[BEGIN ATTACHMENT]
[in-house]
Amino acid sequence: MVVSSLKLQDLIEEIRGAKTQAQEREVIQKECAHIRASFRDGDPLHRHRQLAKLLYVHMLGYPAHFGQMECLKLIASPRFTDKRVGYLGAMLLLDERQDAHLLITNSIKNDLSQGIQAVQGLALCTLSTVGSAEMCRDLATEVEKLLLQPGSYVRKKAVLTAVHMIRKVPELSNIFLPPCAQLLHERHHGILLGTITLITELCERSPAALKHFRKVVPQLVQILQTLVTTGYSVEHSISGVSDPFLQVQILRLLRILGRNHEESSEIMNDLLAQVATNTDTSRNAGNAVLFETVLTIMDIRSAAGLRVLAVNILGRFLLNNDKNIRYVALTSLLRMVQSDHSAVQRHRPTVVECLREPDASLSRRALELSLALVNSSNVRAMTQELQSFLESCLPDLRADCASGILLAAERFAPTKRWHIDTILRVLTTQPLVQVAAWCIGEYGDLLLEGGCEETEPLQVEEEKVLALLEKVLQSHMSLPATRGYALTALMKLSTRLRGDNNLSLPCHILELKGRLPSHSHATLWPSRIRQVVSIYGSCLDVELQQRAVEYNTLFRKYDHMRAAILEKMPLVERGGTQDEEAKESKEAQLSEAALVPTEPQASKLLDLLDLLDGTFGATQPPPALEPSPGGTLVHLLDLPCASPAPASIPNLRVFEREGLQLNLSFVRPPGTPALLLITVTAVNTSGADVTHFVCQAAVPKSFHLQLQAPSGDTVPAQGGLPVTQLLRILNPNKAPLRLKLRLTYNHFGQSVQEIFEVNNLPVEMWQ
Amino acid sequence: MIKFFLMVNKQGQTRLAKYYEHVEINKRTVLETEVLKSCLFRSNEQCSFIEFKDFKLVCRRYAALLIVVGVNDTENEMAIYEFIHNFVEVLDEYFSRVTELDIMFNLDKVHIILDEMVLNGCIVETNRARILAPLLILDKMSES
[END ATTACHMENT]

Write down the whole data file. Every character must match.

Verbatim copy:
[in-house]
Amino acid sequence: MVVSSLKLQDLIEEIRGAKTQAQEREVIQKECAHIRASFRDGDPLHRHRQLAKLLYVHMLGYPAHFGQMECLKLIASPRFTDKRVGYLGAMLLLDERQDAHLLITNSIKNDLSQGIQAVQGLALCTLSTVGSAEMCRDLATEVEKLLLQPGSYVRKKAVLTAVHMIRKVPELSNIFLPPCAQLLHERHHGILLGTITLITELCERSPAALKHFRKVVPQLVQILQTLVTTGYSVEHSISGVSDPFLQVQILRLLRILGRNHEESSEIMNDLLAQVATNTDTSRNAGNAVLFETVLTIMDIRSAAGLRVLAVNILGRFLLNNDKNIRYVALTSLLRMVQSDHSAVQRHRPTVVECLREPDASLSRRALELSLALVNSSNVRAMTQELQSFLESCLPDLRADCASGILLAAERFAPTKRWHIDTILRVLTTQPLVQVAAWCIGEYGDLLLEGGCEETEPLQVEEEKVLALLEKVLQSHMSLPATRGYALTALMKLSTRLRGDNNLSLPCHILELKGRLPSHSHATLWPSRIRQVVSIYGSCLDVELQQRAVEYNTLFRKYDHMRAAILEKMPLVERGGTQDEEAKESKEAQLSEAALVPTEPQASKLLDLLDLLDGTFGATQPPPALEPSPGGTLVHLLDLPCASPAPASIPNLRVFEREGLQLNLSFVRPPGTPALLLITVTAVNTSGADVTHFVCQAAVPKSFHLQLQAPSGDTVPAQGGLPVTQLLRILNPNKAPLRLKLRLTYNHFGQSVQEIFEVNNLPVEMWQ
Amino acid sequence: MIKFFLMVNKQGQTRLAKYYEHVEINKRTVLETEVLKSCLFRSNEQCSFIEFKDFKLVCRRYAALLIVVGVNDTENEMAIYEFIHNFVEVLDEYFSRVTELDIMFNLDKVHIILDEMVLNGCIVETNRARILAPLLILDKMSES